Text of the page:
Hosts Ben Brock Johnson and Amory Sivertson dig into the internet's vast and curious ecosystem of online communities to find untold histories, unsolved mysterie... More
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Encore: Angel's Glow
In the aftermath of the Civil War's Battle of Shiloh in 1862, something strange happened. Some soldiers' wounds started to glow. Stranger still, those with glowing wounds seemed to have better rates of survival. In 2001, a teenage Civil War buff embarked on a science project to explain this so-called "Angel's Glow."
Come to the Orchestra
Can you have an orgasm from listening to music? Can you legally own more than six dildos in Texas? Endless Thread digs into several sexy questions that have taken over the internet.
Note: This episode may not be suitable for children.
Credits: This episode was produced and hosted by Amory Sivertson and Ben Brock Johnson. Additional production by Dean Russell. Mixing and sound design by Emily Jankowski.
Once upon a time, in a magical land of Oklahoma, fairy Jasmine LaFleur wanted to create a hashtag to unite Black fairies all across the land. And she did.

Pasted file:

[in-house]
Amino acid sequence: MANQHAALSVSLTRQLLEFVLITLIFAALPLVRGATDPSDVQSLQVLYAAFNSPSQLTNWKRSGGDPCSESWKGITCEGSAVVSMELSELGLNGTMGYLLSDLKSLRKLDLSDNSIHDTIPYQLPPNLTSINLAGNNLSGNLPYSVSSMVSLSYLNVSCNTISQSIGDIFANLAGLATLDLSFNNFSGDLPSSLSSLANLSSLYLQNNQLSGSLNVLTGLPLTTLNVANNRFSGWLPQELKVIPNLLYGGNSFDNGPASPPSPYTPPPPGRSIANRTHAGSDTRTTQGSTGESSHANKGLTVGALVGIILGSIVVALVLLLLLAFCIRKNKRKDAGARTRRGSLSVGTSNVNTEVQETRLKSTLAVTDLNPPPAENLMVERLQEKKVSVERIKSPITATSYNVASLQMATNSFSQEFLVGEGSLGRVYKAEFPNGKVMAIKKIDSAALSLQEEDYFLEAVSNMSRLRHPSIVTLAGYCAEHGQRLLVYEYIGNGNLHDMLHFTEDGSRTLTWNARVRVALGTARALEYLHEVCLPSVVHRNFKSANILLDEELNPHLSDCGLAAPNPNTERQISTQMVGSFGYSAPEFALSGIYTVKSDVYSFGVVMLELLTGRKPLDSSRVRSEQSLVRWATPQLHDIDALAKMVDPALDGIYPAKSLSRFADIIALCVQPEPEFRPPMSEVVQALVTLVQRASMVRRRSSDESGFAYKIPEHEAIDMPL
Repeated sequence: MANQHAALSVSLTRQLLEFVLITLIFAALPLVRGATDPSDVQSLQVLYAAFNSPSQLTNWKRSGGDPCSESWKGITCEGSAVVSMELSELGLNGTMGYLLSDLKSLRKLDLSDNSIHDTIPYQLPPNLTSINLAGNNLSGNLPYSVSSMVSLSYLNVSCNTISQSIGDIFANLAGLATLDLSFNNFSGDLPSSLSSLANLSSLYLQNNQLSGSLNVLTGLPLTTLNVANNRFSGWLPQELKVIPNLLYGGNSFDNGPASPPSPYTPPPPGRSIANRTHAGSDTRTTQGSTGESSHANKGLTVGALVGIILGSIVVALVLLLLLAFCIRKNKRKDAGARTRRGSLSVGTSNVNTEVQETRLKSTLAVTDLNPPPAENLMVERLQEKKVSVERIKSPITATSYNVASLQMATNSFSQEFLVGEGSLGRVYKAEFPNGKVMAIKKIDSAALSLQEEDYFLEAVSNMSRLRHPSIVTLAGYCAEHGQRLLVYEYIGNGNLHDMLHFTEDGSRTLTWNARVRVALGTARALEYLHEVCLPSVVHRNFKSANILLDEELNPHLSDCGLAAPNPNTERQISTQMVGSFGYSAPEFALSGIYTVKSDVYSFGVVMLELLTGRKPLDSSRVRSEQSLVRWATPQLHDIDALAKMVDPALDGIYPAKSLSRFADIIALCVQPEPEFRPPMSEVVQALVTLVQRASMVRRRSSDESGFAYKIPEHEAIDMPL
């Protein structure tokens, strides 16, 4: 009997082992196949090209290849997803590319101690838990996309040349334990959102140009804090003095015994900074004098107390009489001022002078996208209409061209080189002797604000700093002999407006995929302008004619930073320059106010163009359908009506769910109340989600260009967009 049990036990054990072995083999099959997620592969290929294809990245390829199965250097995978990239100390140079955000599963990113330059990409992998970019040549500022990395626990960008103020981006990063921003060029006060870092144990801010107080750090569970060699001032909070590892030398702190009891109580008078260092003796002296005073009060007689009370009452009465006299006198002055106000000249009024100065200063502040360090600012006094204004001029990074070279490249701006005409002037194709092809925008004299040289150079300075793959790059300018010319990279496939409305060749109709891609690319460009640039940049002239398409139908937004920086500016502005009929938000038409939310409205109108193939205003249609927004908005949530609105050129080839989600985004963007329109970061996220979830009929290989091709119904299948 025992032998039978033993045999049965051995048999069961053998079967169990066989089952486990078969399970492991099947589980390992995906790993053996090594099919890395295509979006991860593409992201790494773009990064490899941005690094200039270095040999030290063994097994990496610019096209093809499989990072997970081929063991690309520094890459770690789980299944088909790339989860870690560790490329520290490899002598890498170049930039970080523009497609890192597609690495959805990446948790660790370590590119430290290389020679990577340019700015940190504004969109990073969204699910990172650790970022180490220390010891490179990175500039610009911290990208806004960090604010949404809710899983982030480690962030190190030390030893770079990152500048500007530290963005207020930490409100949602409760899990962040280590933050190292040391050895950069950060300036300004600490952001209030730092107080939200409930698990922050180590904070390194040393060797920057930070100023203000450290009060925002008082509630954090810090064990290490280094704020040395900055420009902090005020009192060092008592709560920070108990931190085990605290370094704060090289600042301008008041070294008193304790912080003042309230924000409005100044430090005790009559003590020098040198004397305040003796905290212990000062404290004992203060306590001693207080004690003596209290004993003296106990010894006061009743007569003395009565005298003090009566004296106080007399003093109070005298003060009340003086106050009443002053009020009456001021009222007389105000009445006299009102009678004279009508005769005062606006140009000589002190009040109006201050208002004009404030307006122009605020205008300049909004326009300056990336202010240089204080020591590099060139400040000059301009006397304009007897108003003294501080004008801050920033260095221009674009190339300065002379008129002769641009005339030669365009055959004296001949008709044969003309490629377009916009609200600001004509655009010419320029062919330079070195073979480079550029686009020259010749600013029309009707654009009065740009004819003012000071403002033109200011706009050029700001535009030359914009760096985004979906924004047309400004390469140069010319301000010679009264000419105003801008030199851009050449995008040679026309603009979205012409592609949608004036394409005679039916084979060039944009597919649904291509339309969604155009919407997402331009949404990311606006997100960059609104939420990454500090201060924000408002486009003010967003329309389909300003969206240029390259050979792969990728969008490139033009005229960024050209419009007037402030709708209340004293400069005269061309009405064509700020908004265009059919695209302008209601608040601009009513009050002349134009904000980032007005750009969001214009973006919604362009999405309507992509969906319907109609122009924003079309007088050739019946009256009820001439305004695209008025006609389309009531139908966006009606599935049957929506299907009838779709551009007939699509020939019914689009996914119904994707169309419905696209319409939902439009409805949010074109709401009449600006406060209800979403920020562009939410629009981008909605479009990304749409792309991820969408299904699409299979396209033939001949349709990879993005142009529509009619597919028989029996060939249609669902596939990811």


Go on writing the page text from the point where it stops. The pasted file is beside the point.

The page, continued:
Since 2021, on the second Saturday of May, Black fairy enthusiasts have united around #BlackFaeDay to show the world that Black fairies are real, and that there's space for them online and off.
In this episode of Endless Thread, we look into #BlackFaeDay, and how important it is to those who celebrate. And what we find isn't a hashtags to riches story, but a fairytale about how the internet can be a place where dreams bigger than your follower count can come true. Producer Quincy Walters also examines what it takes to become a Black fairy.
Oranges and Bucket Lists
This week, we have two stories about etymology. What can words teach us about culture, trade, memory, and the world around us? First up, which “orange” came about first: the fruit or the color? We also discuss the history of the term “bucket list” — a saying that is so embedded in our culture, we forget that it was only formally coined 16 years ago.
The Birds and the Bugs
Do you ever listen to birds singing catchy little melodies and wonder - wait a second, do they know music theory? Can they sing in thirds and fifths? Half steps and whole steps? Do they have perfect pitch?
Amory and Ben fly into r/AskScience to explore the question of whether or not our feathered friends are, indeed, musical in the way we human animals think about the term.
And Ben turns to the subreddit for theories on why our windshields are no longer splattered with bugs.
Hosts Ben Brock Johnson and Amory Sivertson dig into the internet's vast and curious ecosystem of online communities to find untold histories, unsolved mysteries, and other jaw-dropping stories online and IRL.